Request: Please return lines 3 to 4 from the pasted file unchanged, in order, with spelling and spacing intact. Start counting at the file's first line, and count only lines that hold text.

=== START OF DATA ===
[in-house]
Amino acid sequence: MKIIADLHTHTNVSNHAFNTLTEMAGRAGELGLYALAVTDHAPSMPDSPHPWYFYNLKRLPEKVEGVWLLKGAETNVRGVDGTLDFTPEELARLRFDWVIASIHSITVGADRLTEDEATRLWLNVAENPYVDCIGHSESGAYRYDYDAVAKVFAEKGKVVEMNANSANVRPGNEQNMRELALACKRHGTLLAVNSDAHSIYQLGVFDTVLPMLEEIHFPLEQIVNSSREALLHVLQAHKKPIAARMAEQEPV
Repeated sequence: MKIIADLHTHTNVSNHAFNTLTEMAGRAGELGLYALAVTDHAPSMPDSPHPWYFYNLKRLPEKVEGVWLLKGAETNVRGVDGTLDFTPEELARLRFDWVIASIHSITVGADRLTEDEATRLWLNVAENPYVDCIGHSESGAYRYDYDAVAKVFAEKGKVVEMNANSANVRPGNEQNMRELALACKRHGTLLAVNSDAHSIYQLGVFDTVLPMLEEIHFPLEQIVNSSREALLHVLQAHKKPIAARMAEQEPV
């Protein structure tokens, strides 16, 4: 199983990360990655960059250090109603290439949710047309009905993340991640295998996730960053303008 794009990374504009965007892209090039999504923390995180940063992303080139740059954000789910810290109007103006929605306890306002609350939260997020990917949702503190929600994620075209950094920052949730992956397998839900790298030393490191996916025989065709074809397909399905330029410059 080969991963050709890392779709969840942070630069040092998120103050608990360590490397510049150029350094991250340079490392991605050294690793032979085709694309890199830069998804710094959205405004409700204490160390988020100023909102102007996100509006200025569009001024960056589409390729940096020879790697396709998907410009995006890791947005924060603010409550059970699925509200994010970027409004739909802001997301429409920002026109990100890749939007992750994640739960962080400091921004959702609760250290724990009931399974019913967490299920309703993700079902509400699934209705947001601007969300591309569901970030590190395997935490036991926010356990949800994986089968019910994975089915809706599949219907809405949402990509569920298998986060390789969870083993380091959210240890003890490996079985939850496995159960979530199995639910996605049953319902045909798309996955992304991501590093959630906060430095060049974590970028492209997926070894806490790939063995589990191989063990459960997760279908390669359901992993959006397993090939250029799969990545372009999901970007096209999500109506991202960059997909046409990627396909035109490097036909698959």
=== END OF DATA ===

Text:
Repeated sequence: MKIIADLHTHTNVSNHAFNTLTEMAGRAGELGLYALAVTDHAPSMPDSPHPWYFYNLKRLPEKVEGVWLLKGAETNVRGVDGTLDFTPEELARLRFDWVIASIHSITVGADRLTEDEATRLWLNVAENPYVDCIGHSESGAYRYDYDAVAKVFAEKGKVVEMNANSANVRPGNEQNMRELALACKRHGTLLAVNSDAHSIYQLGVFDTVLPMLEEIHFPLEQIVNSSREALLHVLQAHKKPIAARMAEQEPV
């Protein structure tokens, strides 16, 4: 199983990360990655960059250090109603290439949710047309009905993340991640295998996730960053303008 794009990374504009965007892209090039999504923390995180940063992303080139740059954000789910810290109007103006929605306890306002609350939260997020990917949702503190929600994620075209950094920052949730992956397998839900790298030393490191996916025989065709074809397909399905330029410059 080969991963050709890392779709969840942070630069040092998120103050608990360590490397510049150029350094991250340079490392991605050294690793032979085709694309890199830069998804710094959205405004409700204490160390988020100023909102102007996100509006200025569009001024960056589409390729940096020879790697396709998907410009995006890791947005924060603010409550059970699925509200994010970027409004739909802001997301429409920002026109990100890749939007992750994640739960962080400091921004959702609760250290724990009931399974019913967490299920309703993700079902509400699934209705947001601007969300591309569901970030590190395997935490036991926010356990949800994986089968019910994975089915809706599949219907809405949402990509569920298998986060390789969870083993380091959210240890003890490996079985939850496995159960979530199995639910996605049953319902045909798309996955992304991501590093959630906060430095060049974590970028492209997926070894806490790939063995589990191989063990459960997760279908390669359901992993959006397993090939250029799969990545372009999901970007096209999500109506991202960059997909046409990627396909035109490097036909698959």